There’s a new international occupational health and safety standard in the pipeline and it’ll be ready for implementation relatively soon. I’m writing this blog to answer some of the most frequently asked questions my clients put to me. I hope this sheds a little light on any queries you may have.
What is ISO 45001?
ISO 45001 is the latest occupational health and safety management system standard being developed by the International Organisation for Standardisation (ISO), a non-governmental membership organisation that develops voluntary international standards. The standard has two primary objectives: to ensure the effective occupational health and safety of workers and non-workers (e.g. visitors) and to make sure compliance obligations are met.
What are the major differences between OHSAS 18001 and ISO 45001?
This answer can be broken down into three major differences.
The Annex SL - The Annex is the high level framework from which all ISO standards will be developed going forward. There are 10 chapters that comprise the Annex, some of these chapters will be familiar to those of you with management systems but there are some new chapters too.
Leadership – It’ll no longer be enough for senior leaders to sign the occupational health and safety policy and forget about safety until next year when the policy is up for review. Leaders must embody health and safety and build it into the decision-making process.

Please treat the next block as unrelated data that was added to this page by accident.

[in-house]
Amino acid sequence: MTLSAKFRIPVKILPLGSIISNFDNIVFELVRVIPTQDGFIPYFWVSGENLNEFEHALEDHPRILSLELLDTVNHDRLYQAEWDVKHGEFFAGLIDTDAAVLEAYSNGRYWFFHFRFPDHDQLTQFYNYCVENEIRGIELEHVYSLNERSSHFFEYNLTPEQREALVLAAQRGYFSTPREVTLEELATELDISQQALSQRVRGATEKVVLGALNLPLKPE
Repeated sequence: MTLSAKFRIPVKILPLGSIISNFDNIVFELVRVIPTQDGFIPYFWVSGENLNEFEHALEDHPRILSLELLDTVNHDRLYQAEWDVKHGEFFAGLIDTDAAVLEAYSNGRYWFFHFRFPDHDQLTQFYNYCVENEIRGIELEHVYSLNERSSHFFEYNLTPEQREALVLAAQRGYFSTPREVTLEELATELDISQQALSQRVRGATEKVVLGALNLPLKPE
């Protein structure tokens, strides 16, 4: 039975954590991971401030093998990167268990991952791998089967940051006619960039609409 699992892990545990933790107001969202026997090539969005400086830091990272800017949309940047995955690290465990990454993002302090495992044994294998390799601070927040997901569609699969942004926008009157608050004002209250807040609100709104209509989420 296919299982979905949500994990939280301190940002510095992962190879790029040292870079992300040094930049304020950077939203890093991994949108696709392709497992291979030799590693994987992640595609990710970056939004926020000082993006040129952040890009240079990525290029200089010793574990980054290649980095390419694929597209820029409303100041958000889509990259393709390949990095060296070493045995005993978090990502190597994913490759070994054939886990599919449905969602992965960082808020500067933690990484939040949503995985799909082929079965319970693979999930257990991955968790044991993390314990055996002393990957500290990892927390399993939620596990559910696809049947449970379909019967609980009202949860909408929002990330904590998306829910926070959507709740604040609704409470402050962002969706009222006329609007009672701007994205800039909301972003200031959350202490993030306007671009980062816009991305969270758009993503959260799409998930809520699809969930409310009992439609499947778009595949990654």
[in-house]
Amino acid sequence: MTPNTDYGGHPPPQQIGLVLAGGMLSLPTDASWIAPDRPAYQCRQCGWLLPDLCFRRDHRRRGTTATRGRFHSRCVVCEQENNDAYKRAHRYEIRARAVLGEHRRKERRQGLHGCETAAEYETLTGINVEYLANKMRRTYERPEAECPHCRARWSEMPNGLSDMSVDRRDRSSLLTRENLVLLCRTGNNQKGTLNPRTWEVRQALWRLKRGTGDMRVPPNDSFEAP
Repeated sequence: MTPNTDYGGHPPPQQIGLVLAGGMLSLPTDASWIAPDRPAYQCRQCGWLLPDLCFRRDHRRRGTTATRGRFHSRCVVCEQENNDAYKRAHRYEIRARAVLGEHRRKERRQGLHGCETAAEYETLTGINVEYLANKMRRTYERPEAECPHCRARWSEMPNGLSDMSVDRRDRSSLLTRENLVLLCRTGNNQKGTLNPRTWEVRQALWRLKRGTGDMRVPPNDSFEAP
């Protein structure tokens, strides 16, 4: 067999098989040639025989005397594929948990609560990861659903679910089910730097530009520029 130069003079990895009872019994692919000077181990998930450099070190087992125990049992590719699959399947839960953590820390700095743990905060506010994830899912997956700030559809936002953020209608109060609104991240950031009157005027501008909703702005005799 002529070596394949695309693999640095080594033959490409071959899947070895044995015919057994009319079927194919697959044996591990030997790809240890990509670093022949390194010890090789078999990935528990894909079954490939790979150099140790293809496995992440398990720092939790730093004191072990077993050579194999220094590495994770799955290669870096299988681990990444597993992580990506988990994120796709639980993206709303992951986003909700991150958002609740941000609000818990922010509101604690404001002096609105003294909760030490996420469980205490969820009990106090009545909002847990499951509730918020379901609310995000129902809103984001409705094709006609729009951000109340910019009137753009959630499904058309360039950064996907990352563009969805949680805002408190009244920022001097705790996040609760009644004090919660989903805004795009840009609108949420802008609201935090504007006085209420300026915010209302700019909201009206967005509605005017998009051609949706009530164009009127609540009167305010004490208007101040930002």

Terms and definitions – Terms and definitions are being amended to bring the standard more in line with all sectors and to make it more suitable for organisations of any size. The term ‘hazard identification’ is on the chopping block and likely to be replaced by the terms ‘risk identification’ and ‘risk control’ to account for those sectors outside of manufacturing (e.g. retail) where ‘hazard identification’ doesn’t apply in a lot of cases.
If my organisation is ready for OHSAS 18001 certification should we wait for ISO 45001 instead?
I get asked this question a lot. The question I fire back is, “What are the drivers for system implementation?” If the business states that there is a key contract or primary customer requiring a certified system before they’ll do business, the answer is, “Yes”, definitely go for certification as soon as possible. If there isn’t an urgent business case for implementation, there’s nothing wrong with establishing the system and have it up and running for certification next year.
What do I need to do if I am already certified to OHSAS 18001?
All you’ll need to do is monitor the progression of ISO 45001. When ISO 45001 hits the scene in October 2016, UKAS will no longer accredit certification bodies to certify OHSAS 18001 systems. You’ll then have a transition period of three years (to be confirmed) to modify your system into the ISO format.
What sort of time frames are we looking at regarding ISO 45001?
May 2014 ISO/CD 45001 (first committee draft) was published
February 2015 ISO/DIS 45001 (first draft international standard) to be published
March 2016 ISO/FDIS 45001 (final draft international standard) to be published
October 2016 ISO 45001:2016 to be published
October 2016 UKAS will no longer accredit OHSAS 18001 certification bodies